“Do I HAVE to take a bath? But, I’m not dirty!”
The age-old objection to soap and water has befuddled parents of every generation. Manufacturers responded to their pleas for help with an array of products designed to entice bathers. Today, children revel for hours in a tub chin-full of colored bubbles. Wind-up boats paddle through the waves. Big-toothed sharks squirt water at sparkling crystal faucets that gush perfectly warmed water on demand.
Float back in time to the not-so-distant past. In rural America, from 1900 to the early 1950s, before electricity and indoor plumbing, bathing involved a far more complicated process. The Saturday night bath! Why on Saturday, you ask? The cliché “Cleanliness is next to Godliness” held water; for whatever reasons smelling good on Sunday was a priority.
If the thought of a weekly, rather than daily, dip causes your nose to twitch at the imagined stench, also known as body odor, consider the work that family hygiene demanded back then.
Bath water needed to be heated, of course, so no matter the time of year, my older sisters stoked the trusty old cook stove with a few handfuls of corncobs and several small chunks of wood the brothers had split. Our family was fortunate enough to have a water source inside the house, the pump in the corner. We younger kids pumped frigid water into pots and pans, and Mom hauled them to the stove, covering every possible inch of the cast-iron surface. Saturday night required gallons of hot water!
While the kettles heated to boiling, my sister Deloris brought in the tub from the porch and placed it close to the stove. Ours was oblong, made of galvanized metal, and sported sturdy flip-up metal handles on two sides, while some were round and some fashioned of copper. An old rug awaited splashes as the bathers stepped out in our kitchen. Two rough, sun-dried, white towels hung over a wooden chair that stood close by. A bar of white Ivory soap nestled in a plate on the seat.
Back to the pump, kids! This time we filled buckets and poured them directly into the tub. Dad grabbed potholders or dish towels and ordered the kids to stay back while he carried the heavy kettles from the stove and cautiously added the boiling water. Mom’s hand swished through the water to assure the Goldilocks temperature, and more cold or hot was trickled in accordingly.
Research and family memories differ as to the traditional bath order. Some remember Dad diving in first. Others say in their family the oldest girls sloshed while the water was still hot. Regardless, one must first contemplate the restrictive size of the tub. There was no way an adult or a nearly full-grown adolescent could stretch out their legs, say nothing of managing a comfortable sitting position. No, simply lowering one’s body into the water challenged a contortionist. Tall people assumed unique yoga positions like the Knees Squash Nose pose. The Hokey Pokey was invented! You put your left foot in, you put your left foot out….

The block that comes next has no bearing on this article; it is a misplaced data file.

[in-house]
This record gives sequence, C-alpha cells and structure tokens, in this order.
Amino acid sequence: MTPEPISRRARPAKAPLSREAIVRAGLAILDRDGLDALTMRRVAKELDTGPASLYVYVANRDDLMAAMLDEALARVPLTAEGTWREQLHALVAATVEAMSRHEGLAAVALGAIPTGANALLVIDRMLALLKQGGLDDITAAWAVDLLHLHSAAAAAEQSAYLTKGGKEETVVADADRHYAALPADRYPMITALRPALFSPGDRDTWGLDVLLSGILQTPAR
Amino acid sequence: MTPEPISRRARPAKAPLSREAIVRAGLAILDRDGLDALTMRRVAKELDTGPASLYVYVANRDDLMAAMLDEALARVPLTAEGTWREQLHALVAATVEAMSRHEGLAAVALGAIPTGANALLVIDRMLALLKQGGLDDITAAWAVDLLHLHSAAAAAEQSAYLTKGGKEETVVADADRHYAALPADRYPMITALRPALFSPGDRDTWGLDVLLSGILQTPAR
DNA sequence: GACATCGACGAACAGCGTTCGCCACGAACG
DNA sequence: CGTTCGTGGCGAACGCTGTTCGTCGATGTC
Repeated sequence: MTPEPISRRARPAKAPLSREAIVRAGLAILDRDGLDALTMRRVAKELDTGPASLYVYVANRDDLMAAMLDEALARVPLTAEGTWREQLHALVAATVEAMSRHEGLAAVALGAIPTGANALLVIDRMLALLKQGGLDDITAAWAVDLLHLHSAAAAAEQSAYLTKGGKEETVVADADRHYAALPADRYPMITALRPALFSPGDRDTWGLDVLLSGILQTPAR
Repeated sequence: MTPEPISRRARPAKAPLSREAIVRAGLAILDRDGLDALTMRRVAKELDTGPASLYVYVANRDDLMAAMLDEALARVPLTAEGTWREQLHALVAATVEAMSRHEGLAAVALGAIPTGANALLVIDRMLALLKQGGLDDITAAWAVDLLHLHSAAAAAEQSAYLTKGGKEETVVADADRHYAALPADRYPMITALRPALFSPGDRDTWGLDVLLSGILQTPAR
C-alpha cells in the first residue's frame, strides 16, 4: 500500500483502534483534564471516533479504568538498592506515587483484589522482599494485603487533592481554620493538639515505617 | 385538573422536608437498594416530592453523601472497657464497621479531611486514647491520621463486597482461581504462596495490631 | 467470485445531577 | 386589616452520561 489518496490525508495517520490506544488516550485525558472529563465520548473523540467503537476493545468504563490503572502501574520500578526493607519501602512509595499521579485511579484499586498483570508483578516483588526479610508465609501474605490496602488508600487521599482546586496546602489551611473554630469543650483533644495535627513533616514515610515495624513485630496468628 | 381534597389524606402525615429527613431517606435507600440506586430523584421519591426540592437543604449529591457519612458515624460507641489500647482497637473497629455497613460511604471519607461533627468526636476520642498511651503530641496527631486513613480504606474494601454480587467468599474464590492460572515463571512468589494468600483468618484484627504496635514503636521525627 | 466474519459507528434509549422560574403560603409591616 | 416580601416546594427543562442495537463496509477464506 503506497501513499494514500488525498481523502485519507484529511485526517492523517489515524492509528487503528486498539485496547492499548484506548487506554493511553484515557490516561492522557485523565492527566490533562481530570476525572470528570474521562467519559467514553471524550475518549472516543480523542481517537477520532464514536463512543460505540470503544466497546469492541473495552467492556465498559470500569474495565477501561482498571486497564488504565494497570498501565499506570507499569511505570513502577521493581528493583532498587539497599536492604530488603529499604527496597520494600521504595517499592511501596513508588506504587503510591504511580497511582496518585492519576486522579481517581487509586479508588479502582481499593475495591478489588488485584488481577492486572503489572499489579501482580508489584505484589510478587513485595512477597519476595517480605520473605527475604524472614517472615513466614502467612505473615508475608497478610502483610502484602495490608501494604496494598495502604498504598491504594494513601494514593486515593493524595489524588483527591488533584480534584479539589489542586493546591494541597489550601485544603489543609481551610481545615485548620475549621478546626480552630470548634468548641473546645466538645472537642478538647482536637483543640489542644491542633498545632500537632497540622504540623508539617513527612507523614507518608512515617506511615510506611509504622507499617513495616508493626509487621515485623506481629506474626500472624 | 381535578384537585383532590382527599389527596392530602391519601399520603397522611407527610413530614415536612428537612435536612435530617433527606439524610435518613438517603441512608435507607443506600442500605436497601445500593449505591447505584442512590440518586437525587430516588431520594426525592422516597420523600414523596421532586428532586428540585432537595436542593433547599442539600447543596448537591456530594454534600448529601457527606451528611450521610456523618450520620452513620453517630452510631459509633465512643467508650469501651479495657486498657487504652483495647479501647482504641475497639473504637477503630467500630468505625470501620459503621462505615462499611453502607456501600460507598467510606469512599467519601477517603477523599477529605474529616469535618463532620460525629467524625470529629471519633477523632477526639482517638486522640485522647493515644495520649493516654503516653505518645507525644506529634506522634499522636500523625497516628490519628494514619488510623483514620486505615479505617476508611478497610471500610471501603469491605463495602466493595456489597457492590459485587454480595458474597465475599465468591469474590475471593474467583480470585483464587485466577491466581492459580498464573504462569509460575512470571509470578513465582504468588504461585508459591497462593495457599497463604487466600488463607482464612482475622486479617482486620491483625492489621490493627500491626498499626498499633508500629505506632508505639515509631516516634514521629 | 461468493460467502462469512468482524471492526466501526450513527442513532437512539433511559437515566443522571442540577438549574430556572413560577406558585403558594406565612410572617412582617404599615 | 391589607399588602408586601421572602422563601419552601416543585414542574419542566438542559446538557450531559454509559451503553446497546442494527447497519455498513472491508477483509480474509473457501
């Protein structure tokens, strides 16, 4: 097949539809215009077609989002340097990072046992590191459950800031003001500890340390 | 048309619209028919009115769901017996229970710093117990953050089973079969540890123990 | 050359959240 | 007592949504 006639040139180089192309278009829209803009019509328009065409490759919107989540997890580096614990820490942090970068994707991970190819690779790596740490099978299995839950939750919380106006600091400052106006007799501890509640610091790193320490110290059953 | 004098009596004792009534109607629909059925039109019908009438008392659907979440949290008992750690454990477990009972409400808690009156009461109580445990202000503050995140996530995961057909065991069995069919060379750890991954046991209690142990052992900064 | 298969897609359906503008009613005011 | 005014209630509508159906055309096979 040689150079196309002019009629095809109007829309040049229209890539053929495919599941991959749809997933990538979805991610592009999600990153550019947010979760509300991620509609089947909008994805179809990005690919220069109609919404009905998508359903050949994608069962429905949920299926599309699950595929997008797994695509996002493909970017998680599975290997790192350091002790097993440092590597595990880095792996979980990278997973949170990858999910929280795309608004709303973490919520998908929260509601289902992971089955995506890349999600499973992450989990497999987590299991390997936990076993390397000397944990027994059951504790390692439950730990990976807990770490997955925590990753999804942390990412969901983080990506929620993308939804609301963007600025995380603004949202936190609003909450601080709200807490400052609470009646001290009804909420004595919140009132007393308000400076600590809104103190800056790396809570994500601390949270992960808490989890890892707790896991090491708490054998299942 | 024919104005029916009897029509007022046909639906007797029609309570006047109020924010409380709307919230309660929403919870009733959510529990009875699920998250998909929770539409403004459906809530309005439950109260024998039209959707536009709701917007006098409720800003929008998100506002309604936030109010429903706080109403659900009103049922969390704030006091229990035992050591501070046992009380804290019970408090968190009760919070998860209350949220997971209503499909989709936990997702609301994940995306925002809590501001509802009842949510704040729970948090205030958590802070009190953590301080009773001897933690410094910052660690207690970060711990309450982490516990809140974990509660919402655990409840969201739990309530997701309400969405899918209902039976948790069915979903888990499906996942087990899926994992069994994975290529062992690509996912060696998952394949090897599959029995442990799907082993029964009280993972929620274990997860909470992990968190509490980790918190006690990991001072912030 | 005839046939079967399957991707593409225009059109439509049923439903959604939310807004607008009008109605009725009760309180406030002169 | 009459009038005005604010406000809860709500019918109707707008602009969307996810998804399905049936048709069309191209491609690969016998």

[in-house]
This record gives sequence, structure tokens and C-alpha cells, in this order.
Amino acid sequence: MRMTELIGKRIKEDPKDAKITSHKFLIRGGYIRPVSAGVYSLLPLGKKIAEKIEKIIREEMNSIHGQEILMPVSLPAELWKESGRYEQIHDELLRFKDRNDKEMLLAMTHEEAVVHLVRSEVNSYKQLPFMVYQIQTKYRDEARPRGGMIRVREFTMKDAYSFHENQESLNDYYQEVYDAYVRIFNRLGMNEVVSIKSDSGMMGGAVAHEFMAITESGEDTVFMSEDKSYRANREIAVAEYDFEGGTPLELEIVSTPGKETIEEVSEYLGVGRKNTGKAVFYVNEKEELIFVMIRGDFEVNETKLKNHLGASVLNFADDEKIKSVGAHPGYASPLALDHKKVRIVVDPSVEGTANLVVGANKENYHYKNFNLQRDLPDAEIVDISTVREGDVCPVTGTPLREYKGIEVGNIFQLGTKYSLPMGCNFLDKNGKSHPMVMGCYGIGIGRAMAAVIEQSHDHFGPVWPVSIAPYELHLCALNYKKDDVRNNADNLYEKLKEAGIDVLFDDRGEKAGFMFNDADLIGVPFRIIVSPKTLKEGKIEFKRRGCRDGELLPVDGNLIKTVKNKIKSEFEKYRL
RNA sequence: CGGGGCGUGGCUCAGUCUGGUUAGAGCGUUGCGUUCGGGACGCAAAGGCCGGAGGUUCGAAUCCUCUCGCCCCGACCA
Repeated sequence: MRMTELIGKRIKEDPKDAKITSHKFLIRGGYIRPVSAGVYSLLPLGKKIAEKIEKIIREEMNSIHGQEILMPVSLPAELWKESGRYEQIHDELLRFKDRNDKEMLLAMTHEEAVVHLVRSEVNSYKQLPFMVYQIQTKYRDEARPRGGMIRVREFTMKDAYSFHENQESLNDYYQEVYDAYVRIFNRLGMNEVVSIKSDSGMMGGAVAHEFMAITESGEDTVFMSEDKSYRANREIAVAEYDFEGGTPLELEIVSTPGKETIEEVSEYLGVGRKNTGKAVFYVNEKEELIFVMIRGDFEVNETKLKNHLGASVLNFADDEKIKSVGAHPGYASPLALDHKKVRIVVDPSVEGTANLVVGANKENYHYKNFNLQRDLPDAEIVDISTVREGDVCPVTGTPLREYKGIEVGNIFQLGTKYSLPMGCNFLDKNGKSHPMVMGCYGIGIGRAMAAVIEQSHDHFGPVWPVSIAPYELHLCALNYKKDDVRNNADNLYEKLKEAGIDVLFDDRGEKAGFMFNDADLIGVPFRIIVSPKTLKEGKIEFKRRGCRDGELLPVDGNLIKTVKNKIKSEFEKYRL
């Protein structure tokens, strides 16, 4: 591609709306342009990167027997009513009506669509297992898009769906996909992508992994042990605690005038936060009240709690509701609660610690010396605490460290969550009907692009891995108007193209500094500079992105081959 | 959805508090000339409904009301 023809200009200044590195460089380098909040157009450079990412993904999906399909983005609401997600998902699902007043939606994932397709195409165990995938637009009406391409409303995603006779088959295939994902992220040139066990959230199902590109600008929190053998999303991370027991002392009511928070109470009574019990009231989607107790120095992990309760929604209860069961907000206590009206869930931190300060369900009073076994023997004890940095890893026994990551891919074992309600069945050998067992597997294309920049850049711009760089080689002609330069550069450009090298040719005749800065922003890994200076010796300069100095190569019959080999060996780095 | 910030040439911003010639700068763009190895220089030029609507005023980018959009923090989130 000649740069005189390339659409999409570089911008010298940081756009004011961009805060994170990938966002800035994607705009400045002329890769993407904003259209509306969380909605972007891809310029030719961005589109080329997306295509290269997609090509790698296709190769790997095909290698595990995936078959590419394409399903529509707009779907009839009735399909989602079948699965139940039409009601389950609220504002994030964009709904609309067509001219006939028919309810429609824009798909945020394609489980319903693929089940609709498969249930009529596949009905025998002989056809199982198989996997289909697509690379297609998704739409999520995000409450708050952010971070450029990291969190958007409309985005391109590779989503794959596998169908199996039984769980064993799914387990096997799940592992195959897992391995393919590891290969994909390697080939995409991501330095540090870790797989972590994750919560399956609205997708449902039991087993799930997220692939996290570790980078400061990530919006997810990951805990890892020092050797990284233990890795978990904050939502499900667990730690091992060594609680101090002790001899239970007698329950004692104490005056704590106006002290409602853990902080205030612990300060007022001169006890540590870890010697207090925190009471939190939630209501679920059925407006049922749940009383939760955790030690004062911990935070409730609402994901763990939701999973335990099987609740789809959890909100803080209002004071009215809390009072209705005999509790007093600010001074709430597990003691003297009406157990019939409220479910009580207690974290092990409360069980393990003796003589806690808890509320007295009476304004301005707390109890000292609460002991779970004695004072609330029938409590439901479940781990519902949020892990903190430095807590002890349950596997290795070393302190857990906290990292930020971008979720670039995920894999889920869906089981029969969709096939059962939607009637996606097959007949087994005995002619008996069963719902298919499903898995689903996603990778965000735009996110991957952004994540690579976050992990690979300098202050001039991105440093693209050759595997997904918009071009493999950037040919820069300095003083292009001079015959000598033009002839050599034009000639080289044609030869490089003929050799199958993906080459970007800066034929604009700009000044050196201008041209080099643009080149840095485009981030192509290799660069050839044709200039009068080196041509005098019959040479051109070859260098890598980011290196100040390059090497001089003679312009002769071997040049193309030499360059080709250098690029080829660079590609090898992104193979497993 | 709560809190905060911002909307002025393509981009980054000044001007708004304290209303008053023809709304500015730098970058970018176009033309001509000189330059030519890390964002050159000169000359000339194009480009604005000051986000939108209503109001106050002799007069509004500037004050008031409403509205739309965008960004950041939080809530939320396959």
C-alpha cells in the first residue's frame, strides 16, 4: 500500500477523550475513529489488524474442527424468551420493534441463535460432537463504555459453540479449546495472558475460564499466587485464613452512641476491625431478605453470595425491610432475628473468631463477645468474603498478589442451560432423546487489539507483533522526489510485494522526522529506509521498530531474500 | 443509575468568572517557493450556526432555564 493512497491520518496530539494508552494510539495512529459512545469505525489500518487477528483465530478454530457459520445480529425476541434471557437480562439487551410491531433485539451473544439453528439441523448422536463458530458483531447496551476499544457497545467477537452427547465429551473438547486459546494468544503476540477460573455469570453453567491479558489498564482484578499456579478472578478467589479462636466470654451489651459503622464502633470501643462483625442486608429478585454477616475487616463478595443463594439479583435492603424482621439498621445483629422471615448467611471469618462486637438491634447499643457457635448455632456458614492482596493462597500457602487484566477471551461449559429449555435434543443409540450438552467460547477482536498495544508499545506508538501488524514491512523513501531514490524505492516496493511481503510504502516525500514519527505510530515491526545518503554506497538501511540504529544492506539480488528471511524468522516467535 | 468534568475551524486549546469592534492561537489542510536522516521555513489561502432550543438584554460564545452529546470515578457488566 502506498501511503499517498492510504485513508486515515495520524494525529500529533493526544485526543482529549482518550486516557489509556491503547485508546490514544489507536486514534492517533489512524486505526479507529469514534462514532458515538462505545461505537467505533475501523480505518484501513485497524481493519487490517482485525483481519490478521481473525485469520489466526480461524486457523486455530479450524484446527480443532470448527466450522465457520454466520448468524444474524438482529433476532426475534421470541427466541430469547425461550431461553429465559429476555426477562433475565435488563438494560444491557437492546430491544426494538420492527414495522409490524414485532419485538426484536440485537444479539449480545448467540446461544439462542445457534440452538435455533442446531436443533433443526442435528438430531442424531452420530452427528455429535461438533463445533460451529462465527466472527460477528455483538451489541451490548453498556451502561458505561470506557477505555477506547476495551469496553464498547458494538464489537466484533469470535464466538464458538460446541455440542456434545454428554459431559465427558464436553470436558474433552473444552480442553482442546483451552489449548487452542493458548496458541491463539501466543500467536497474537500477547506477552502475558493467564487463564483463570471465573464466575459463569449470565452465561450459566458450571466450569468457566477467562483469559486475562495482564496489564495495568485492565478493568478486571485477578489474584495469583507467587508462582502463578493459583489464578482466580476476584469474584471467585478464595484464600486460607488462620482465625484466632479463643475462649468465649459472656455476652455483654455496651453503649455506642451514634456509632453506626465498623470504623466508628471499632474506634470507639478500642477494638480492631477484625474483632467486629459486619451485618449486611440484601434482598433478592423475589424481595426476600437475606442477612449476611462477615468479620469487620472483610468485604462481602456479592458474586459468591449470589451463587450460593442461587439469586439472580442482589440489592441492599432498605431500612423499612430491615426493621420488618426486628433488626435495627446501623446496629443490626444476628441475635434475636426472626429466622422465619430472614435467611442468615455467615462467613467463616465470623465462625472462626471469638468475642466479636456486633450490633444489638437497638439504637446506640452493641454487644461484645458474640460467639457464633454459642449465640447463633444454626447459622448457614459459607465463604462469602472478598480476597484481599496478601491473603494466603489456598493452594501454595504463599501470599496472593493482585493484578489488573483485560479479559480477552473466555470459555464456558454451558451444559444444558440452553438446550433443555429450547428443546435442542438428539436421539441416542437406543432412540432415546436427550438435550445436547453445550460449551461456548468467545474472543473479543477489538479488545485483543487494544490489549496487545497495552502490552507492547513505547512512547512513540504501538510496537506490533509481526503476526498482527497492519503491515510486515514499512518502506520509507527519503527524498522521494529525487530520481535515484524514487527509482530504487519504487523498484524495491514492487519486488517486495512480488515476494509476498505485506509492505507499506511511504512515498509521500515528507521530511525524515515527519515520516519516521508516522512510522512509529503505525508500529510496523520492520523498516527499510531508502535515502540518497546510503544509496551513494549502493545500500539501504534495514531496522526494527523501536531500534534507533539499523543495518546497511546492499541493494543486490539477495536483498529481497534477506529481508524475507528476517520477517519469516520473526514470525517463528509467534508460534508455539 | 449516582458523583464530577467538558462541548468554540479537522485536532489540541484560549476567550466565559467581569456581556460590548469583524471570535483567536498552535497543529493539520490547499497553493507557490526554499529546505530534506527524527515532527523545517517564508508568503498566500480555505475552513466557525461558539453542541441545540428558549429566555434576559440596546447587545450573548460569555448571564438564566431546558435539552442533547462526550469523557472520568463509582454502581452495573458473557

Each member of the family took their turn, whether in ascending or descending order. At our house, the folks and the older siblings were given private bath time while everyone else waited in the living room. Mom knelt by the tub, wash rag in hand, as the younger ones bathed. I never understood why it was so important to “scrub behind your ears.” I do remember our mother saying the dirt was growing in back there, so obviously I had failed on that account.
The Ivory floated which saved time (and soap). Though the water was not deep, by the sixth person, murky replaced crystal clear, and the temperature crept into the glacial range. No one wasted time in the tub, especially the final bathers.
At last, when scrubbed faces shone and freshly clothed bodies smelled squeaky-clean, Dad and my oldest brother Donald grabbed the metal handles and hauled the quagmire outside. Mom’s petunias in the front yard thanked them in summer. In winter they dumped the water into the nearest snow drift. I was the youngest, the sixth child, but I don’t remember being “the baby that was thrown out with the bath water.”
Bath night was different back in the day. Time, water and soap were all used sparingly. Nothing was wasted. Soaking in hot luxurious bubbles was not an option. Rubber duckies would have quacked in dismay, wind-up toys ground to a halt, propellers stuck between knees and tub.
We may have all bemoaned Saturday bath night; I don’t remember. Like most things back then it required hard work, but the weekly ritual was part of life. We splashed, scrubbed and shampooed once a week — whether we needed it or not.
DeAnn Kruempel grew up on a farm near De Smet, SD, the sixth child of Harrison and Mabel Wolkow.